I used to wonder what it would be like to work for Nancy Pelosi. Imagine having to answer to a left-wing feminist who alternately encourages uncivil discourse (to war protestors) and civil discourse (to town hall protestors) depending on political expediency. But I do know something about working for Nancy Pelosi. I work for her ideological twin sister, Rosemary DePaolo.
In January of 2008, there was a movement by some members of the faculty senate to fire DePaolo for, among other things, her authoritarian style of leadership. DePaolo undoubtedly got wind of the potential coup. She could not possibly have been unaware of the fact that she was losing control over the faculty. So she did what many radical feminists do under the circumstances: She hired a man to come save her.
After Provost Brian Chapman was hired to come to the aid of our East Coast Nancy Pelosi it took only a matter of weeks for him to wear out his welcome. Somewhere between slamming his cell phone on desks during arguments and shaking his finger at faculty members while scolding them he quickly earned a reputation as a hot-head.
Chapman later tried to mend his damaged reputation by attending various department meetings in a stated effort to correct “misperceptions” about his style of governance. During one of those faculty meetings a tenured professor asked Chapman whether he was hired to come in here and “kick a**” for DePaolo. He answered in the affirmative.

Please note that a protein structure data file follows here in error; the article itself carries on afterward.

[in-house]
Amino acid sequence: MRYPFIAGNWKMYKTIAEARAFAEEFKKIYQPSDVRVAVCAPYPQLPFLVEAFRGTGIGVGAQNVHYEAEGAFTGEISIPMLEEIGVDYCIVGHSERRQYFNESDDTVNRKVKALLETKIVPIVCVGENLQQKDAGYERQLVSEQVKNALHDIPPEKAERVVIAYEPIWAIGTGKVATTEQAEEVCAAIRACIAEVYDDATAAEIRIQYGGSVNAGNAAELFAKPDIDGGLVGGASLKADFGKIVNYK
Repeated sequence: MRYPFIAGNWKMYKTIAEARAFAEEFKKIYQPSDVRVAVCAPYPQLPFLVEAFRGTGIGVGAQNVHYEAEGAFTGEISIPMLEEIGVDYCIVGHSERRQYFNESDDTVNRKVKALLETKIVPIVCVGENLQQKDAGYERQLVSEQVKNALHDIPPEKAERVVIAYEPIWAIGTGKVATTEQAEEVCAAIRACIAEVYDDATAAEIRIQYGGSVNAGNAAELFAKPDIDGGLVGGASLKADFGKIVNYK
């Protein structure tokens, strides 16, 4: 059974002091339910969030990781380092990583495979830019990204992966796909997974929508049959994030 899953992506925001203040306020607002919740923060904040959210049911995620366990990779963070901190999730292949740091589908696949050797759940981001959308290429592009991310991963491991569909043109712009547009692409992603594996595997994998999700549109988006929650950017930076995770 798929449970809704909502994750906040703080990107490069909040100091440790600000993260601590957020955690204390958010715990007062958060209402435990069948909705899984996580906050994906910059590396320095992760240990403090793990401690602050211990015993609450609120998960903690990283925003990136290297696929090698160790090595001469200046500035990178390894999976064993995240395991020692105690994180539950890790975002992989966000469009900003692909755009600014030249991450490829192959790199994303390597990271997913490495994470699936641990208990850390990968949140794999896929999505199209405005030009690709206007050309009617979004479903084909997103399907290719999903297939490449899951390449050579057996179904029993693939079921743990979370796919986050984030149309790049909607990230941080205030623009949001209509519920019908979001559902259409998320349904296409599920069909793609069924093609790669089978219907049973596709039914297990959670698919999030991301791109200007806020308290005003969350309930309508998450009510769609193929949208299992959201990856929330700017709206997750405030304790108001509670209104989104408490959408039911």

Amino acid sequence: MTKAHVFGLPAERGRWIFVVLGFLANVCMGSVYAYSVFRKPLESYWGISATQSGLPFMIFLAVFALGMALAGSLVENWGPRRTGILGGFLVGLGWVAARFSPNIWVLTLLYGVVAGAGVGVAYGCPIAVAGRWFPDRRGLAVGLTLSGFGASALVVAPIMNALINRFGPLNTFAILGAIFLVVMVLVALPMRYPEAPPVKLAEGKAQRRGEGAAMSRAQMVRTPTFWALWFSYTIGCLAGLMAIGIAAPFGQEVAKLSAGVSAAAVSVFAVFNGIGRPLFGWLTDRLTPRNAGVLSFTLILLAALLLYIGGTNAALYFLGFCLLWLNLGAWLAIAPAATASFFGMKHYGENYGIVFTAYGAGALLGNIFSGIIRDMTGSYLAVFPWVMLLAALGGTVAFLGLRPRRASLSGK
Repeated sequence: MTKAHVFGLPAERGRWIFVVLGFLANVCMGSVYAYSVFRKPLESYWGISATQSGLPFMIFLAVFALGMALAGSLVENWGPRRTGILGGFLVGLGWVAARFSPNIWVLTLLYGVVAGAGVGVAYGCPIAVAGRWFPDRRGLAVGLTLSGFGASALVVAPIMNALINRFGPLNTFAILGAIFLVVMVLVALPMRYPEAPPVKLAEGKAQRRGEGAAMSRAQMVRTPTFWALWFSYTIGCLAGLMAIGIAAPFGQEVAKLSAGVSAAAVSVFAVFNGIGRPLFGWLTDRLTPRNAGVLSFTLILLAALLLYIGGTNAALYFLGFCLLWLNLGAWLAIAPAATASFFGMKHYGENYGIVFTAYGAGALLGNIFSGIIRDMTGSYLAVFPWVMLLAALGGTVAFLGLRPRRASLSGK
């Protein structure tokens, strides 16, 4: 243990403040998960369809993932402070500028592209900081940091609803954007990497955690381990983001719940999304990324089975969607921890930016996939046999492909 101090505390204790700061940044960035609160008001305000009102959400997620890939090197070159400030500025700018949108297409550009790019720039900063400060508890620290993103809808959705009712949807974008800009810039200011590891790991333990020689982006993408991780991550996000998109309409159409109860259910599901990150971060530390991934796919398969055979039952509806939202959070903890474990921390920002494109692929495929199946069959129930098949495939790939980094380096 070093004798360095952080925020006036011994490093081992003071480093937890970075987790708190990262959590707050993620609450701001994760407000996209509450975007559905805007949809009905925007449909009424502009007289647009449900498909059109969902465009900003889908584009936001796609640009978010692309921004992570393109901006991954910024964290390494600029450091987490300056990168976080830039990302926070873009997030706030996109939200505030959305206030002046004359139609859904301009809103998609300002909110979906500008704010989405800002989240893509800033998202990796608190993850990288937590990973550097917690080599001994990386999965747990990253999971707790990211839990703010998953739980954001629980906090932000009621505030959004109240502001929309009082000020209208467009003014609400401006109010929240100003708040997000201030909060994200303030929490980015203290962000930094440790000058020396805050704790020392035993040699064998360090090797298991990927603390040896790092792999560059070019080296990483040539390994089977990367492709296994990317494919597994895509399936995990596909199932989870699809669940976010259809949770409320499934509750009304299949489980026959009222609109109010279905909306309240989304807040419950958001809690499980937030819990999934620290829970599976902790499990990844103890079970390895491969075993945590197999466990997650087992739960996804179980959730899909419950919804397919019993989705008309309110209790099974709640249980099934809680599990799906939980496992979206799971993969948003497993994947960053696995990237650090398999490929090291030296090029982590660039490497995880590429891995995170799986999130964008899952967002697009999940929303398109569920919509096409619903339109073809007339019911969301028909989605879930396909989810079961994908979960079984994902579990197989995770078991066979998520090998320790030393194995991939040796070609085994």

In other words, our East Coast Nancy Pelosi needed someone to yell at the faculty and keep them in line. But she didn’t want to be the one who was tagged as being “uncivil.” She gave the job to a stronger man.
The faculty responded with an uprising and fired Chapman. Chancellor DePaolo (hereafter: DePelosi) responded by pushing for greater “respect” and “civility” on campus. She even had the following “Seahawk Respect Compact” framed and posted in every classroom on campus:
“In the pursuit of excellence, UNC Wilmington actively fosters, encourages and promotes inclusiveness, mutual respect, acceptance and open-mindedness among students, faculty, staff and the broader community.
Therefore, we expect members of the campus community to honor these principles as fundamental to our ongoing efforts to increase access to and inclusion in a community that nurtures learning and growth for all."
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